I am developing a NEAT flappy bird game, and it doesn't work, the system stays stupid for 300 generations. I chose tanh() for activation, just because it's included in JS.

I can't find a good discussion on the internet of activation functions in the context of neuroevolution, most of what I see is about derivative and other gradient descent issues which I suspect are irrelevant to forward only networks.

If you need a fixed point to answer, I have 8 inputs, one output and the problem is a classification ("jump", "don't jump"). But please explain your answer. I currently use tanh() for all the hidden and output nodes, and the output is considered "jump" if the output neuron value is >0.85

For some context, the code is here: https://github.com/nraynaud/nraygame and the game here: https://nraynaud.github.io/nraygame/

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    $\begingroup$ Why do you use only 1 output neuron? Why not use 2 output neurons? 1 for jump and 1 for not jump? $\endgroup$ Feb 24, 2020 at 12:24
  • $\begingroup$ it feels more binary to have number and a threshold, and simpler to have less nodes, but if you have a good explanation as to why 2 is better than one, I just want to learn. $\endgroup$
    – nraynaud
    Feb 24, 2020 at 12:39
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    $\begingroup$ I don't have many experience in NEAT, but I have made some reinforcement learning NNs. When you are training your NN using the MDP logic,Your output is the value of each action. If you have 2 output neurons this would be the value of jumping and the value of not jumping. when comparing these 2 values, you can then take the action with the biggest number. When you only have one output neuron, you can't train these values.However, when you use supervised learning instead of reinforcement learning, you can use your method (because the system learns from your predefined data, not from experience). $\endgroup$ Feb 24, 2020 at 13:49
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    $\begingroup$ I just checked, NEAT works with reinforcement learning methods. So using 2 output neurons could make it learn better. $\endgroup$ Feb 24, 2020 at 13:52
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    $\begingroup$ Reinforcement learning works by training the network with the values of the actions. If you have 1 output neuron you will train that output neuron to be higher if you got far and lower if you died immediatly. In this case, it will be trained randomly. If you have 2 output neurons, you will do a run, select a action, and train 1 of those output neurons (which will be the action you selected). This way, the other output neuron will be unaffected. In your way, the network won't learn the 2 preceding hidden neurons the way you want to, because it is trained on the reward on the next output neuron. $\endgroup$ Feb 25, 2020 at 10:24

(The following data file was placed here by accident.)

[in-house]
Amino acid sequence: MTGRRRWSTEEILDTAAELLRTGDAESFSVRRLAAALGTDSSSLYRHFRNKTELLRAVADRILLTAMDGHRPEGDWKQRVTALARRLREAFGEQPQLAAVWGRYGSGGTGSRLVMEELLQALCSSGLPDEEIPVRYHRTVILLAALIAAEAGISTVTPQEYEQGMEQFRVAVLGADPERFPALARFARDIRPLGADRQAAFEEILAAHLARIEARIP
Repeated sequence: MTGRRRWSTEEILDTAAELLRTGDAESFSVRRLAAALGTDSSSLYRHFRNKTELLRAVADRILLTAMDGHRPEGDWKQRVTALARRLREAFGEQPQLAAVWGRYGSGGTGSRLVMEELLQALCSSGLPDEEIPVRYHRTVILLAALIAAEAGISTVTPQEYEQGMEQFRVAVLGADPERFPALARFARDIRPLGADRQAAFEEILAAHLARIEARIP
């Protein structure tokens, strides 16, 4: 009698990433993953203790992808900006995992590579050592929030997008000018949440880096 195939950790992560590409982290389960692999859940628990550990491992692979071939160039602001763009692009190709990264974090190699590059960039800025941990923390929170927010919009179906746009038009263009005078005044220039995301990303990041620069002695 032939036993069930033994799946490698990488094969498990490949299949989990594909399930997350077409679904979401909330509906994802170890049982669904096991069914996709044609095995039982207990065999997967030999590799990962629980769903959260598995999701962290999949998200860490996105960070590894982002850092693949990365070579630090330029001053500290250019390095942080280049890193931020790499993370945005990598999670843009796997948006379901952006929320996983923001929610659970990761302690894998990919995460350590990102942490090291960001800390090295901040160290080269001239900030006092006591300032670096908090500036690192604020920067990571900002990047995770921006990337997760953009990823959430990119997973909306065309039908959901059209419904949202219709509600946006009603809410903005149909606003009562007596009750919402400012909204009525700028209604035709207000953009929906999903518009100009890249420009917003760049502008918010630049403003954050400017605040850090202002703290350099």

1 Answer 1


When it comes to genetic algorithms (neuroevolution), you can pretty much evolve any kind of parameters. You just need to have a fairly complex system where each parameter changes the way the inputs are affecting the outputs.

So, to answer your question, any activation function should work! It would be surprising that the activation function is your problem. But if you want to test some activation functions, here's a list of activation functions. But tanh should work perfectly fine.

As I already mentioned in another answer, the key to have a great neuroevolution algorithm is the fitness function. Your rewards should reflect the goal you're aiming for. You didn't mentioned what fitness function you used, but here's what I suggest: reward a player ONLY if he progresses in the game. For example, your fitness function could simply be the distance traveled by your birds. This could maybe solve your problem...


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